It has become a tradition for the men's Olympic marathon to be the last event of the athletics calendar, on the final day of the Olympics. For many years the race finished inside the Olympic stadium; however, at the 2012 London games, the start and finish were on The Mall, and at the 2016 Rio games, the start and finish were in the Sambódromo, the parade area that serves as a spectator mall for Carnival.
The Olympic men's record is 2:06:32, set at the 2008 Summer Olympics by Samuel Kamau Wanjiru of Kenya (average speed about 20.01 kilometres per hour or 12.43 miles per hour). The Olympic women's record is 2:23:07, set at the 2012 Summer Olympics by Tiki Gelana of Ethiopia. The men's London 2012 Summer Olympic marathon winner was Stephen Kiprotich of Uganda (2:08:01). Per capita, the Kalenjin ethnic group of Rift Valley Province in Kenya has produced a highly disproportionate share of marathon and track-and-field winners.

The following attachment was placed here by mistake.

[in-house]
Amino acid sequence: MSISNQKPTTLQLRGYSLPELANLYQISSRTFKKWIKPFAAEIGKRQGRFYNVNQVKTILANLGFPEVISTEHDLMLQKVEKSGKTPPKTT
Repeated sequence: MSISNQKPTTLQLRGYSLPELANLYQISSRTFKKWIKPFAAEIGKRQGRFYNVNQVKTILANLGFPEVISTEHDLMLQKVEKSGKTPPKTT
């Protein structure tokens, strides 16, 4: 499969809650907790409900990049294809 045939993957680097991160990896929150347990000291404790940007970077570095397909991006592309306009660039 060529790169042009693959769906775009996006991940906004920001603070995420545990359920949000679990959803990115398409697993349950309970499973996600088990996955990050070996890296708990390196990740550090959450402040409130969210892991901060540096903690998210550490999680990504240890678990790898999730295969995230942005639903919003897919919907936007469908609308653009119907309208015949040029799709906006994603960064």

Johnny Hayes' victory at the 1908 Summer Olympics contributed to the early growth of long-distance running and marathoning in the United States. Later that year, races around the holiday season including the Empire City Marathon held on New Year's Day 1909 in Yonkers, New York, marked the early running craze referred to as "marathon mania". Following the 1908 Olympics, the first five amateur marathons in New York City were held on days that held special meanings to ethnic communities: Thanksgiving Day, the day after Christmas, New Year's Day, Washington's Birthday, and Lincoln's Birthday.
Frank Shorter's victory in the marathon at the 1972 Summer Olympics would spur national enthusiasm for the sport more intense than that which followed Hayes' win 64 years earlier. By 2009, an estimated 467,000 runners completed a marathon within the United States. This can be compared to 143,000 in 1980. Today marathons are held all around the world on a nearly weekly basis.
Inclusion of women